Simple fix: When Wilson processes off the snap that wide receiver Garrett Wilson will be facing single coverage, the ball should be going his way. Automatic sight adjustment. He then shouldn’t care how tight the window appears. Throw it in an area where only his guy can get it and good things will happen more often than not. The reigning NFL Offensive Rookie of the Year is that spectacular. Monday’s three-yard touchdown connection came on a pass that wasn’t exactly on the money—Garrett Wilson had to reach across the defender like a cornerback, tip the ball in the air, and then somehow corral it as he hit the turf.
By now, Zach Wilson has to have a high level of trust that Garrett Wilson will win his route against a single cornerback and that he can make plays on balls accurately thrown in his catch radius. Getting the ball out those fractions of a second quicker could also mean the difference between a negative versus an explosive play.
Five targets to Garrett Wilson on Monday? To borrow the colloquialism of the times, SMH. He should be getting double that every week going forward.
2) Run with Ruckert
New York’s 172 rushing yards against the Bills is a bit specious, as two Breece Hall scampers accounted for 109 of those yards. The other 21 rushing attempts by Hall and Dalvin Cook (not counting Michael Carter’s six-yard run on a third-down give-up play call) netted 51 yards, or 2.4 yards per carry.
Like with their pass protection (the second-worst pressure percentage allowed in Week 1 after the Giants, per ProFootballFocus.com), New York’s run blocking was inconsistent against Buffalo. Per PFF, the Bills were credited with 14 “run stops”, including six tackles for a loss, on 25 rush attempts.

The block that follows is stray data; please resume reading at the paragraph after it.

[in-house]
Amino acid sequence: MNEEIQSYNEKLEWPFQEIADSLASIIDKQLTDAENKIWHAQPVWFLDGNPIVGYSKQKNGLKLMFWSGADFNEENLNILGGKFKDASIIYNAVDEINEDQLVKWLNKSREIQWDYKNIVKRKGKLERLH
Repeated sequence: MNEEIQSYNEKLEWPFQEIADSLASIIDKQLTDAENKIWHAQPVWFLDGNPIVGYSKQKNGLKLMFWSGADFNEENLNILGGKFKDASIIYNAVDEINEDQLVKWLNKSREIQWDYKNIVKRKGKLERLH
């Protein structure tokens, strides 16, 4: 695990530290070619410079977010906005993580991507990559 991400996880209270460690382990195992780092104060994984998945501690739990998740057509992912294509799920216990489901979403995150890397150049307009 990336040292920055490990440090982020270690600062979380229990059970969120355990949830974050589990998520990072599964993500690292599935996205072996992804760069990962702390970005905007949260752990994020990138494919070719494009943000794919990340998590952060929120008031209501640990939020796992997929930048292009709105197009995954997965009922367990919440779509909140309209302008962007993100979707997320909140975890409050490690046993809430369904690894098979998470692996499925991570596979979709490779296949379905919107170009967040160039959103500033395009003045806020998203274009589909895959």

There was one Jet who outshone his fellow run blockers, according to PFF’s grading system: Third-string tight end Jeremy Ruckert, who was on the field for 15 of those runs. Per ESPN’s Rich Cimini, the Jets gained 115 yards on 10 carries using “13” personnel, which means one receiver, one back, and all three tight ends. Of course, take out Hall’s 86-yard dash in the second quarter and the resulting 29 yards on 9 carries looks far less impressive.
However, just like Ruckert didn’t cause the cave-in on the left side of the Bills’ line that sprung Hall (his takeout of safety Micah Hyde did enable Hall to break free into open space), he wasn’t responsible for all the runs that got stuffed. When his tape is reviewed, it will certainly be evaluated highly, like his performance in the 2022 season finale in Miami.
In his limited use, Ruckert hasn’t been involved much in New York’s passing game, with one catch for eight yards last season and only three route-running snaps on Monday night. But it’s not like TE2 C.J. Uzomah has been a real threat either—after a mere 21 receptions last season he wasn’t even targeted once against the Bills in 11 opportunities. If he didn’t have such a large dead money salary cap hit, which could now be spread over five years thanks to an offseason restructure, he probably would have been released after such a disappointing season.